Implications Our findings underscore the importance of a regional lens to questions of nonprofit funding and immigrant integration. Suburban destinations that are located close to a traditional immigrant gateway city can take limited responsibility for foreign-born residents. Geographers, sociologists, and students of urban politics increasingly highlight the rise of “ethnoburbs” and “edge gateways” as a critical frontier for research and public policy, but we show that elected and non-elected government officials in immigrant suburbs have yet to come to terms with their cities’ changing demography, even if their political ideology welcomes diversity. Future research on new immigrant destinations must therefore move beyond simple juxtapositions between progressive and anti-immigrant localities. Instead, scholars need to consider how characteristics such as a city’s size, immigrant history, and location in a metropolitan region affect the decisions of municipal officials to support the civic infrastructure of immigrant communities.
Future studies should also assess how broadly our findings hold in areas with different immigration histories and regional dynamics. There is evidence that suburban free-riding is widespread around traditional gateway cities, such as New York, Chicago, and Los Angeles.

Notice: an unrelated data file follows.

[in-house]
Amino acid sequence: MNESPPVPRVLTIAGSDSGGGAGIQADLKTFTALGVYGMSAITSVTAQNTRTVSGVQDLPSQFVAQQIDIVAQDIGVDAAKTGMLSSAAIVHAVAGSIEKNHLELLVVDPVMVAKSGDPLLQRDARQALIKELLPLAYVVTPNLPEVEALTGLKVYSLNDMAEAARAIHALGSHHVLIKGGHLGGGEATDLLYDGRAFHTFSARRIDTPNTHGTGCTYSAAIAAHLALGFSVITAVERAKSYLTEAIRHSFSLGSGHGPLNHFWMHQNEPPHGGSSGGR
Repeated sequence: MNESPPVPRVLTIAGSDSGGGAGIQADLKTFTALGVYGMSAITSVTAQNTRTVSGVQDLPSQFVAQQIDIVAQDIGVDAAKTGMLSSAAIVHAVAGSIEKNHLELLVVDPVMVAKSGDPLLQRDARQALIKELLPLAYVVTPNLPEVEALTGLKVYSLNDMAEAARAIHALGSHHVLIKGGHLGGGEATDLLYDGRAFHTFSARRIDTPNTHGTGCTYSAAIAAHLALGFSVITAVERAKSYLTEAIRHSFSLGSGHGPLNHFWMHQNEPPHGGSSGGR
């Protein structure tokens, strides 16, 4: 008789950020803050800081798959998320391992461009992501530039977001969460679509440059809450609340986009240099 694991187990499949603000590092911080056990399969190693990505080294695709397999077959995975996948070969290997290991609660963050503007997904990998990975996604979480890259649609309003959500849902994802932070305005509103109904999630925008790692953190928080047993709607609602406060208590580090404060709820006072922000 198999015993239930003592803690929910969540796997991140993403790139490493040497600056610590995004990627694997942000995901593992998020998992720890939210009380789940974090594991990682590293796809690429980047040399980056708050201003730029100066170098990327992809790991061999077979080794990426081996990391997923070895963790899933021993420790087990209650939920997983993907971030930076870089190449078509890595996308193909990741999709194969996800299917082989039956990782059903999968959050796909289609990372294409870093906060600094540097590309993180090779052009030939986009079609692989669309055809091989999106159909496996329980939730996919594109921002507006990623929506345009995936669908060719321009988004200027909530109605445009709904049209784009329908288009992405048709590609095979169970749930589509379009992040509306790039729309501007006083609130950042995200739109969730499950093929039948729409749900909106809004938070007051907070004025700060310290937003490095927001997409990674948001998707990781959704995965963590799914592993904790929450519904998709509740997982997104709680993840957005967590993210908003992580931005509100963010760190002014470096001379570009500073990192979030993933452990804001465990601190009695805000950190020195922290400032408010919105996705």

Dynamics might vary, however, in regions where the dominant central city is not a traditional immigrant gateway, such as Washington, D.C. or Atlanta. For welfare state researchers, these findings reinforce arguments about the spatial mismatch between the places where disadvantaged residents live and the distribution of public and private resources for combating poverty. For scholars of immigration, funding disparities support the contention that researchers must distinguish between different types of immigrant-receiving jurisdictions when studying the “new geography” of immigrant settlement.
Introduction When the U.S. federal government launched the War on Poverty almost fifty years ago, it sought to improve the situation of poor people and promote the empowerment of marginalized communities. Social policy shifted to a model of public-private partnerships where government funding went to local nonprofit organizations and community action agencies to provide services to the disadvantaged, especially African Americans and the urban poor (Grønbjerg 2001;
Marwell 2004; Reckhow and Weir 2012). The ongoing privatization and devolution of public services in the 1970s and 1980s further transformed the relationship between public institutions and the nonprofit sector. Local nonprofits became key players in service provision and government funding became an indispensable resource for civil society organizations (Allard 2009; Salamon 1999; Smith and Lipsky 1993). Nonprofits also became advocates (Minkoff 1995; Walker 1991); various scholars argue that contemporary nonprofits are uniquely situated to understand and promote the issues of vulnerable populations (Berry with Arons 2005; de Graauw 2008, 2012; Walker and McCarthy 2010). Given the prevalence and importance of the public-private partnership model—one that provides critical human services and facilitates civic and political voice—which organizations receive government support and why?